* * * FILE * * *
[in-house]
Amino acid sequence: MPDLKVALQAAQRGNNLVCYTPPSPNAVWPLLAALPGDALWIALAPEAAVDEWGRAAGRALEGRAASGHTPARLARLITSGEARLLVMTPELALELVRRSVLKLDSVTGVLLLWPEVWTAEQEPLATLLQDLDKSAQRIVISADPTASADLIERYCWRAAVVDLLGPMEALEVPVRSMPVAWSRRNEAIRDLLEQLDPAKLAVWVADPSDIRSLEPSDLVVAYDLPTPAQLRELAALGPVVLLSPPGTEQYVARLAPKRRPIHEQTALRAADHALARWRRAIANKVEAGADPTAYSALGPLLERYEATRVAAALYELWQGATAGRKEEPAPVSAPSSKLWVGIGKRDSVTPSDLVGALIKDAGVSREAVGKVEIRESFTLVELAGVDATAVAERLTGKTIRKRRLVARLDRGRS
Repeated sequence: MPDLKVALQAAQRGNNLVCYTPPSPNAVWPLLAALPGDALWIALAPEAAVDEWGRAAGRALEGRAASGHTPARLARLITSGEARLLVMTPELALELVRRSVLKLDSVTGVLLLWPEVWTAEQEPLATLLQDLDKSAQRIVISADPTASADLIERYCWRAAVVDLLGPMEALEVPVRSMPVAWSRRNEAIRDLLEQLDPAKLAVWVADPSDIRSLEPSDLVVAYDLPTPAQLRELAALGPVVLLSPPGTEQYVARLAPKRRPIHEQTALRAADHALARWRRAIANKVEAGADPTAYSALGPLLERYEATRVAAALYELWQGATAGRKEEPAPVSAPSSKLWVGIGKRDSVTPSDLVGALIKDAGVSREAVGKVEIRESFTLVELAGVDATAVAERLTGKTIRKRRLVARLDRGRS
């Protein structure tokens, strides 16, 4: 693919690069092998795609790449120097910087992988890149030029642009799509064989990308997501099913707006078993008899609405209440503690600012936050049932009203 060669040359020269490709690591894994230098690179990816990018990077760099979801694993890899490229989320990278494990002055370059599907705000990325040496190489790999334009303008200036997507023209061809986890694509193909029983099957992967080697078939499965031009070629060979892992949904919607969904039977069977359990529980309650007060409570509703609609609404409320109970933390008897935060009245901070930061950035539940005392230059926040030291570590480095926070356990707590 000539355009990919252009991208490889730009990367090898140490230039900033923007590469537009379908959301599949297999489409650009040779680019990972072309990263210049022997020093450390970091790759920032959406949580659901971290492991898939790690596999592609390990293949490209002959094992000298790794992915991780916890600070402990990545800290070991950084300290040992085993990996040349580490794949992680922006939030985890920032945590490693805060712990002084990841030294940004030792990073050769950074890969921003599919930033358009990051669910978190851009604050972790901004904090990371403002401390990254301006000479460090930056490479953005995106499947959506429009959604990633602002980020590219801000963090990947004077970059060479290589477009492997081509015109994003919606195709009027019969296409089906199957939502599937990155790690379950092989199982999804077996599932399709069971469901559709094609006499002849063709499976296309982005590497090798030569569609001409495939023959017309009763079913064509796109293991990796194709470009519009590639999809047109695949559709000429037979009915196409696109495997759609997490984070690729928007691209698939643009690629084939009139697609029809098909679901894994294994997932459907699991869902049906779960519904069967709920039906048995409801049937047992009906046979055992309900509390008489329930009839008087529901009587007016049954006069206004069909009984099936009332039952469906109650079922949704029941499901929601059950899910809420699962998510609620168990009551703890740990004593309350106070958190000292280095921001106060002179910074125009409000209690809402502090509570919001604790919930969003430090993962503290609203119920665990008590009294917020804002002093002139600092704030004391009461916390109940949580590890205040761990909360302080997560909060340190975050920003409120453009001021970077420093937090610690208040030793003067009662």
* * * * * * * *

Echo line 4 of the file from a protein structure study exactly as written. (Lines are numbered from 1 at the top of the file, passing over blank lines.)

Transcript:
């Protein structure tokens, strides 16, 4: 693919690069092998795609790449120097910087992988890149030029642009799509064989990308997501099913707006078993008899609405209440503690600012936050049932009203 060669040359020269490709690591894994230098690179990816990018990077760099979801694993890899490229989320990278494990002055370059599907705000990325040496190489790999334009303008200036997507023209061809986890694509193909029983099957992967080697078939499965031009070629060979892992949904919607969904039977069977359990529980309650007060409570509703609609609404409320109970933390008897935060009245901070930061950035539940005392230059926040030291570590480095926070356990707590 000539355009990919252009991208490889730009990367090898140490230039900033923007590469537009379908959301599949297999489409650009040779680019990972072309990263210049022997020093450390970091790759920032959406949580659901971290492991898939790690596999592609390990293949490209002959094992000298790794992915991780916890600070402990990545800290070991950084300290040992085993990996040349580490794949992680922006939030985890920032945590490693805060712990002084990841030294940004030792990073050769950074890969921003599919930033358009990051669910978190851009604050972790901004904090990371403002401390990254301006000479460090930056490479953005995106499947959506429009959604990633602002980020590219801000963090990947004077970059060479290589477009492997081509015109994003919606195709009027019969296409089906199957939502599937990155790690379950092989199982999804077996599932399709069971469901559709094609006499002849063709499976296309982005590497090798030569569609001409495939023959017309009763079913064509796109293991990796194709470009519009590639999809047109695949559709000429037979009915196409696109495997759609997490984070690729928007691209698939643009690629084939009139697609029809098909679901894994294994997932459907699991869902049906779960519904069967709920039906048995409801049937047992009906046979055992309900509390008489329930009839008087529901009587007016049954006069206004069909009984099936009332039952469906109650079922949704029941499901929601059950899910809420699962998510609620168990009551703890740990004593309350106070958190000292280095921001106060002179910074125009409000209690809402502090509570919001604790919930969003430090993962503290609203119920665990008590009294917020804002002093002139600092704030004391009461916390109940949580590890205040761990909360302080997560909060340190975050920003409120453009001021970077420093937090610690208040030793003067009662």